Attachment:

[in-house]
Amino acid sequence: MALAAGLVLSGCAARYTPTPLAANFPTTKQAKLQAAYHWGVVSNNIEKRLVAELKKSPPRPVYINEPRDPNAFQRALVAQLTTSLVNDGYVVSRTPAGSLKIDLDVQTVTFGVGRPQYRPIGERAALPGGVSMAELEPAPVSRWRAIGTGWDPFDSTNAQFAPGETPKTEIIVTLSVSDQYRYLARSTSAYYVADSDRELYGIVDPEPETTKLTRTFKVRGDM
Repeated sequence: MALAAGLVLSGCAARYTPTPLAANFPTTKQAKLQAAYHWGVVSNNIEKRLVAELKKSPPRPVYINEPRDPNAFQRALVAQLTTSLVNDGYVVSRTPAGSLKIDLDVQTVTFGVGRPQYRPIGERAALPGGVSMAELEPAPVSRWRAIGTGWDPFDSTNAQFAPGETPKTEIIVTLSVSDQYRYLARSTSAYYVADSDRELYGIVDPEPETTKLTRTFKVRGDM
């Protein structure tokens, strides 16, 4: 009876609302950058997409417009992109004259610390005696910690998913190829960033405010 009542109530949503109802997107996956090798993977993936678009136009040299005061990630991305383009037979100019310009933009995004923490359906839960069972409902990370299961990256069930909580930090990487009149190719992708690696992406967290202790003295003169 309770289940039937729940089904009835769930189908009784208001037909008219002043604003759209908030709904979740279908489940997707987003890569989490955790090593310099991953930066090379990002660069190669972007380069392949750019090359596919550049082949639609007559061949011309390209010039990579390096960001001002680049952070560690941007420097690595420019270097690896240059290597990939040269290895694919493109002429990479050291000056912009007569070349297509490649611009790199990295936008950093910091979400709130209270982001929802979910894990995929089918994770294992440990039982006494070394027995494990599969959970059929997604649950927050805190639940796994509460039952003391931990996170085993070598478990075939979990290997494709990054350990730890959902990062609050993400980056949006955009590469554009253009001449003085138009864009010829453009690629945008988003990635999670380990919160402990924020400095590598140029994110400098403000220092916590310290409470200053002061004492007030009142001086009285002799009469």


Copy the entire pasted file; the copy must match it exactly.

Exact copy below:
[in-house]
Amino acid sequence: MALAAGLVLSGCAARYTPTPLAANFPTTKQAKLQAAYHWGVVSNNIEKRLVAELKKSPPRPVYINEPRDPNAFQRALVAQLTTSLVNDGYVVSRTPAGSLKIDLDVQTVTFGVGRPQYRPIGERAALPGGVSMAELEPAPVSRWRAIGTGWDPFDSTNAQFAPGETPKTEIIVTLSVSDQYRYLARSTSAYYVADSDRELYGIVDPEPETTKLTRTFKVRGDM
Repeated sequence: MALAAGLVLSGCAARYTPTPLAANFPTTKQAKLQAAYHWGVVSNNIEKRLVAELKKSPPRPVYINEPRDPNAFQRALVAQLTTSLVNDGYVVSRTPAGSLKIDLDVQTVTFGVGRPQYRPIGERAALPGGVSMAELEPAPVSRWRAIGTGWDPFDSTNAQFAPGETPKTEIIVTLSVSDQYRYLARSTSAYYVADSDRELYGIVDPEPETTKLTRTFKVRGDM
């Protein structure tokens, strides 16, 4: 009876609302950058997409417009992109004259610390005696910690998913190829960033405010 009542109530949503109802997107996956090798993977993936678009136009040299005061990630991305383009037979100019310009933009995004923490359906839960069972409902990370299961990256069930909580930090990487009149190719992708690696992406967290202790003295003169 309770289940039937729940089904009835769930189908009784208001037909008219002043604003759209908030709904979740279908489940997707987003890569989490955790090593310099991953930066090379990002660069190669972007380069392949750019090359596919550049082949639609007559061949011309390209010039990579390096960001001002680049952070560690941007420097690595420019270097690896240059290597990939040269290895694919493109002429990479050291000056912009007569070349297509490649611009790199990295936008950093910091979400709130209270982001929802979910894990995929089918994770294992440990039982006494070394027995494990599969959970059929997604649950927050805190639940796994509460039952003391931990996170085993070598478990075939979990290997494709990054350990730890959902990062609050993400980056949006955009590469554009253009001449003085138009864009010829453009690629945008988003990635999670380990919160402990924020400095590598140029994110400098403000220092916590310290409470200053002061004492007030009142001086009285002799009469």